Clarke smiles through the pain


Golf US Masters: Philip Reid finds Darren Clarke philosophical and Padraig Harrington unrepentant despite disappointing ends to the Masters

In the old days, Darren Clarke would probably have been inclined to race by; yesterday, we saw the new Darren Clarke. Smiles and grins on the outside, even though his heart must have been aching on the inside.

After grabbing the lead on the first day, and stubbornly staying in contention in the second round, Clarke's quest for the title evaporated on Saturday and, in many ways, his final round was a salvage operation to ensure he didn't drop off the face of the earth. In the end, he closed with a 74 for six-over-par 294.

But the damage had been done on Saturday, and he knew it. "I left the house yesterday (Saturday) and left my golf swing there. I played very poorly all day, and didn't do anything very well. You don't get away with playing like that on this course.

"Obviously, I am very disappointed, but there are a lot of positives too. My routine is good. Even when things weren't going well, I stuck to it. However, my swing is not as good as I thought it was, so I have some work to do on that."

Clarke's roller-coaster ride in the Masters had effectively come to a shuddering halt in that third round, on the par-five 13th, a vicious sting at the tail-end of Amen Corner. Clarke, whose first round 66 gave him the lead, and who was second (four shots behind Mike Weir) at the halfway stage, was battling with his game in the third round but staying on the fringe of contention until he played the 13th, where he took a quadruple bogey nine.

His tee-shot was pushed into the trees on the right and, after pitching back out on to the fairway, his third finished in Rae's Creek, which meanders its way around the green. After taking a penalty drop, his pitch failed to find the green and he then hit his next chip to the back of the green and three-putted.

"If you make mistakes around here, you can't get out of them. I played really nicely that first day but, after that, I didn't and didn't get one bounce in my favour . . . but that's Augusta. That's what happens. If the bounce goes the wrong way, you pay the penalty. The 13th in the third round was typical of that, when the ball went up the wrong kind of slope and just trickled in.

"But you know you are going to get some funny bounces and you just have to accept them. Nothing happened at all, everything went the other way, but everything is coming along the way I want it to. I just hoped I'd do a little bit better," said Clarke, who remains on in America to play in Harbour Town this week.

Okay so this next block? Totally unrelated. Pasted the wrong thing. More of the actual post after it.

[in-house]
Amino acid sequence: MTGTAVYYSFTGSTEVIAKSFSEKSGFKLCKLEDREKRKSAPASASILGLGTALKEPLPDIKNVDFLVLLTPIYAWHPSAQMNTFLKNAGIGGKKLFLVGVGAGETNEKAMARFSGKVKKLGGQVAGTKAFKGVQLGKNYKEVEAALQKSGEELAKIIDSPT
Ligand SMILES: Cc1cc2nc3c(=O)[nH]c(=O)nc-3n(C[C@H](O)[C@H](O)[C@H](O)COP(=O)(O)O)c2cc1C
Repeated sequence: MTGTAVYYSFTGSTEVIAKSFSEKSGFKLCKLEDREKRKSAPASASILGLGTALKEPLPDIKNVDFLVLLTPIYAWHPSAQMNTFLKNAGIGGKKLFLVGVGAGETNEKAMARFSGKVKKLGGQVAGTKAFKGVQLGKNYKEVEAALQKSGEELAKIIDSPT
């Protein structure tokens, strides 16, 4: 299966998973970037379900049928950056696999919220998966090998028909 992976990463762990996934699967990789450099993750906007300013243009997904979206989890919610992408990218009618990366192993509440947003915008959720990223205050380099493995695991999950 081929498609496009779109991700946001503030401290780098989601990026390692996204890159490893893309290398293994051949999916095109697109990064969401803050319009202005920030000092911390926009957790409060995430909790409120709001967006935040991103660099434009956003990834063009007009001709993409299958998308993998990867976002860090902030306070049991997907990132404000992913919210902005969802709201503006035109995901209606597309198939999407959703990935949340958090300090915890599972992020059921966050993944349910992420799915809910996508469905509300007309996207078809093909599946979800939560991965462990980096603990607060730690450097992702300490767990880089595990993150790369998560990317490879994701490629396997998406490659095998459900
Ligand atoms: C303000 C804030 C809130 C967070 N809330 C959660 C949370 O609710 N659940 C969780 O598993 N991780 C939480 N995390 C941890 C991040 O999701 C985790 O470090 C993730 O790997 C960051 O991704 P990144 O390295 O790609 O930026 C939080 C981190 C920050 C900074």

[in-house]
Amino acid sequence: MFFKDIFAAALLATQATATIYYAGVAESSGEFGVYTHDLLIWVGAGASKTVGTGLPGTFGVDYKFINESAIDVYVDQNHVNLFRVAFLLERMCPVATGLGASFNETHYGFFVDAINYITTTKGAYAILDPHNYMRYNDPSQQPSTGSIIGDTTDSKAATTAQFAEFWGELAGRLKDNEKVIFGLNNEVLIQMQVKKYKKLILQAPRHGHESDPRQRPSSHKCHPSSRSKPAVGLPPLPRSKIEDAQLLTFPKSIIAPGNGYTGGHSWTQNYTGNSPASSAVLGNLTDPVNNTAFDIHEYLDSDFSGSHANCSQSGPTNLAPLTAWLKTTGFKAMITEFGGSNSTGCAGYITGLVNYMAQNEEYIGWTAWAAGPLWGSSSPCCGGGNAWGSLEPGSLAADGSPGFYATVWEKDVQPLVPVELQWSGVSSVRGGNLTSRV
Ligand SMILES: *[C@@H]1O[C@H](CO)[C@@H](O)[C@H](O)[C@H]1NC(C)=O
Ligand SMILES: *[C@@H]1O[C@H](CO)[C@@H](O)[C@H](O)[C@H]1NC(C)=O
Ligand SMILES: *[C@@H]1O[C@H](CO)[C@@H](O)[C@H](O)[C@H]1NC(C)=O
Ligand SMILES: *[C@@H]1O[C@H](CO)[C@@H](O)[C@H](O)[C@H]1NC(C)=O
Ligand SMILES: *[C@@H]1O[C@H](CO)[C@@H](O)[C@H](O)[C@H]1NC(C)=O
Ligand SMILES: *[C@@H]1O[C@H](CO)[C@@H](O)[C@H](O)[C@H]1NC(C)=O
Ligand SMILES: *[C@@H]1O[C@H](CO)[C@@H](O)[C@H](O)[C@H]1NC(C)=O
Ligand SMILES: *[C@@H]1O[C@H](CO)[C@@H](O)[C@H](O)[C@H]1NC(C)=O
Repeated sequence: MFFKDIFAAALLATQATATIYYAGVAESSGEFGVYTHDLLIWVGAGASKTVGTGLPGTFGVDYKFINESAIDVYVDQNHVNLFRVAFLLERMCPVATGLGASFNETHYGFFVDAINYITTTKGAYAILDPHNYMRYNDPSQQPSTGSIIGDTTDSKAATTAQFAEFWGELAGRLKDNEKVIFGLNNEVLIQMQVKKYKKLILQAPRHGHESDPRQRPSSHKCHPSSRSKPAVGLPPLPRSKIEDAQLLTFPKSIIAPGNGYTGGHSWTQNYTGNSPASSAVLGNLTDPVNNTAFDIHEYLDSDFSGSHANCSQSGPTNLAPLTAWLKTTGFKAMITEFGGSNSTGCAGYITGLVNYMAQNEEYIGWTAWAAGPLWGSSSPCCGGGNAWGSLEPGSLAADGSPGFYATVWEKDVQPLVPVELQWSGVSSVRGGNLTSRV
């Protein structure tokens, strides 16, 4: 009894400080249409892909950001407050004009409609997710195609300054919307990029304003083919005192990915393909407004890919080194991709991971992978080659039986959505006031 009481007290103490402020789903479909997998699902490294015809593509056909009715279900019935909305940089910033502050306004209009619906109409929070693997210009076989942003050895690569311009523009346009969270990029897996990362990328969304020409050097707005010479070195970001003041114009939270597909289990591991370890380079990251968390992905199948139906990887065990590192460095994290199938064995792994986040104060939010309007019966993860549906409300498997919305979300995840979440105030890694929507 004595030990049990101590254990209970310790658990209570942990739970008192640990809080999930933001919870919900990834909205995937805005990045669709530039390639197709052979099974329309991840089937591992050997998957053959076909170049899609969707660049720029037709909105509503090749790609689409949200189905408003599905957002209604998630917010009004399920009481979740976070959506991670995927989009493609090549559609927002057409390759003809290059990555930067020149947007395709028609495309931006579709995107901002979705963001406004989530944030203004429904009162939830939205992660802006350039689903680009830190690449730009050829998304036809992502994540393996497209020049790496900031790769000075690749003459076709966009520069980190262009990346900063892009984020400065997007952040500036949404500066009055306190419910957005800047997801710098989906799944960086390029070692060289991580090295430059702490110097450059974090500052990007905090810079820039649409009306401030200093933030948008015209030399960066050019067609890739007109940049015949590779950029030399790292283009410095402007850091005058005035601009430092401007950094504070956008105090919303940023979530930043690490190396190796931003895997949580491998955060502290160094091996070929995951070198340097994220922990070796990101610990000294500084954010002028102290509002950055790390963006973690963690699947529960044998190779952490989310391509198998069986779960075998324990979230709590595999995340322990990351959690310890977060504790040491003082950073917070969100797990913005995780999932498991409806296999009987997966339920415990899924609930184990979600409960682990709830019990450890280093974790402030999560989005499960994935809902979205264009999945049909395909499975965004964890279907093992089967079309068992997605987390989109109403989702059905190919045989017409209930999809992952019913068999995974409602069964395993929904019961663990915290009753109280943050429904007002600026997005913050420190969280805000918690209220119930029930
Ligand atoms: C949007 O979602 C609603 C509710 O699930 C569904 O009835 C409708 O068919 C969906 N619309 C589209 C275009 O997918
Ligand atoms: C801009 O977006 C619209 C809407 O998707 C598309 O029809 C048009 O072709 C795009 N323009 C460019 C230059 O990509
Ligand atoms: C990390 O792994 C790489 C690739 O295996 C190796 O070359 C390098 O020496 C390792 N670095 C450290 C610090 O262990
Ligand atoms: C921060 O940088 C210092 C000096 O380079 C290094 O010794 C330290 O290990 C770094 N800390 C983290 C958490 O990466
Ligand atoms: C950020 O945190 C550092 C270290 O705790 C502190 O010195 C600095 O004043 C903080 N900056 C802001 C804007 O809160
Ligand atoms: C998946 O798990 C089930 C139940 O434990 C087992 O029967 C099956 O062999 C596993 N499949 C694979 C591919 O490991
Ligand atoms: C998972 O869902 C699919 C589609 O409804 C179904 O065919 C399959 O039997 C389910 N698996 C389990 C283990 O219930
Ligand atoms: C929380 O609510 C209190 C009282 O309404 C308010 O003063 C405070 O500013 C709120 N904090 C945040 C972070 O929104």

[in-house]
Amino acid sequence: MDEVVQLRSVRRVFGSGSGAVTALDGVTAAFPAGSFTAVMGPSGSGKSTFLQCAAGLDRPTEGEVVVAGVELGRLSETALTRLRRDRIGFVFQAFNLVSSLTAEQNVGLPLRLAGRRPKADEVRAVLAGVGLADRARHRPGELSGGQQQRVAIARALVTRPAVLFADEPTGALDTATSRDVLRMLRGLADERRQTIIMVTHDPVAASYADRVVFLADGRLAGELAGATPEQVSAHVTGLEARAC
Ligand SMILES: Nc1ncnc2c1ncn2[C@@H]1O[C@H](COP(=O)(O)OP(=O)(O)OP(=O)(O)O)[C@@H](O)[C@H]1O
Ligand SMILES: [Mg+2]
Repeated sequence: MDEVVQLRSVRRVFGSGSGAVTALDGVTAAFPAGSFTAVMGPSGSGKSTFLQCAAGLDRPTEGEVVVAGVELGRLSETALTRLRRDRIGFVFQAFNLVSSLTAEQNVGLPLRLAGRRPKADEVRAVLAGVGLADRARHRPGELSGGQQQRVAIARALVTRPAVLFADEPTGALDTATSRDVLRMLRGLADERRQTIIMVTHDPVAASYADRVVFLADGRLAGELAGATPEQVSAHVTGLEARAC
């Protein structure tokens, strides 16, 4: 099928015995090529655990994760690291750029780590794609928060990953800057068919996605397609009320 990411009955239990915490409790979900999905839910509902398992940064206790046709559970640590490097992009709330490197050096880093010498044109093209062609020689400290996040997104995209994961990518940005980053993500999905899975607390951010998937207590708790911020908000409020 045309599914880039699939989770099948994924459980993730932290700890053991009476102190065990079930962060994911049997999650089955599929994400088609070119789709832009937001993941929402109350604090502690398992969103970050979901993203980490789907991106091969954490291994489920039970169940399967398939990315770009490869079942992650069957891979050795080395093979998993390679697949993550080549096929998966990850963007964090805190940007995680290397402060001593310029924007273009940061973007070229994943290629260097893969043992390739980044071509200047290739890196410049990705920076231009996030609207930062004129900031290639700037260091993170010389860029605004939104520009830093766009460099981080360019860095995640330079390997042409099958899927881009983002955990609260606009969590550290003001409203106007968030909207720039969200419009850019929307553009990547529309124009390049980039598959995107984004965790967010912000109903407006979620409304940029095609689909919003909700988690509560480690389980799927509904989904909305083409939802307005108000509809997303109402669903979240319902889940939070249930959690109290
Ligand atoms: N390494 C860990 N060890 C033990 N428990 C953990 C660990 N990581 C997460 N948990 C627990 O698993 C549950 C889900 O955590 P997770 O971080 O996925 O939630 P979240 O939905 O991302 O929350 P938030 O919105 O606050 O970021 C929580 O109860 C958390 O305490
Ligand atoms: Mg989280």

On Saturday, when Padraig Harrington emerged from the dark green recorder's tent on the back of the 18th green, the look of resignation told its own story. He'd just spent a few minutes perched in front of a computer screen but, no matter which way he juggled the numbers, they kept coming up wrong.

The Dubliner had missed the cut by one stroke, the first cut he had failed to survive in a major since the US PGA in 2001 and only the second missed cut in his last 14 major championships.

"I'm disappointed, of course, but that's the game. Maybe I was more tired from the Players (where he finished second, two weeks ago) than I thought," he said.

"But I'm not doing too much wrong with my game. I was four over after the first six holes and only two over for the next 30, and that's without holing anything," insisted Harrington, who now takes a three-week break before resuming tournament play at the Benson and Hedges at the Belfry next month.

Having gone 11 months since his previous missed cut - at the Volvo PGA last May - Harrington has now missed the cut in back-to-back tournaments (having failed to survive the weekend at the BellSouth in Atlanta) for the first time in his career. However, he won't change his itinerary.

"I'll just keep it the way it is, and spend the time off working on my game."

Harrington didn't have any regrets either about his decision to change drivers before his first round. "I used it because it was easier to draw - it turned out it was too easy to draw. Of course it had an influence on things," admitted Harrington, who then changed back to his regular driver for the second round, "but I used it with the best of intentions."